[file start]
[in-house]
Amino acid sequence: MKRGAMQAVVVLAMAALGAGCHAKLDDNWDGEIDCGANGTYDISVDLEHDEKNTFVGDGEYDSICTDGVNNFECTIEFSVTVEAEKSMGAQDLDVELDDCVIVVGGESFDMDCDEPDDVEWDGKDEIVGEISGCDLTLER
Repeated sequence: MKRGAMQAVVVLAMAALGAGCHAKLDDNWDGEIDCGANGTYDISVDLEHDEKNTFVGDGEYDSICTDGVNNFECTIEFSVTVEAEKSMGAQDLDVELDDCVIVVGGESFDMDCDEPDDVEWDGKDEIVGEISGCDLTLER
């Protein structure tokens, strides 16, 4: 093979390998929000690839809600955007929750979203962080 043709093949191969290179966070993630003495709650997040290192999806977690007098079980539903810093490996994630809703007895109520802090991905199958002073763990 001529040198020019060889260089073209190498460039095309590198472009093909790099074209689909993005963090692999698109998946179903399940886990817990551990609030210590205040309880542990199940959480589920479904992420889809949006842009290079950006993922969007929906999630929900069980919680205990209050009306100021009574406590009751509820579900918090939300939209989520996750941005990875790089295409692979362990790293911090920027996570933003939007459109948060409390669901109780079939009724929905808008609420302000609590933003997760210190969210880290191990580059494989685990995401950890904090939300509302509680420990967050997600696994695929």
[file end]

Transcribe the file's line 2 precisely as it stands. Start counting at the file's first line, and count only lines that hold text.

Amino acid sequence: MKRGAMQAVVVLAMAALGAGCHAKLDDNWDGEIDCGANGTYDISVDLEHDEKNTFVGDGEYDSICTDGVNNFECTIEFSVTVEAEKSMGAQDLDVELDDCVIVVGGESFDMDCDEPDDVEWDGKDEIVGEISGCDLTLER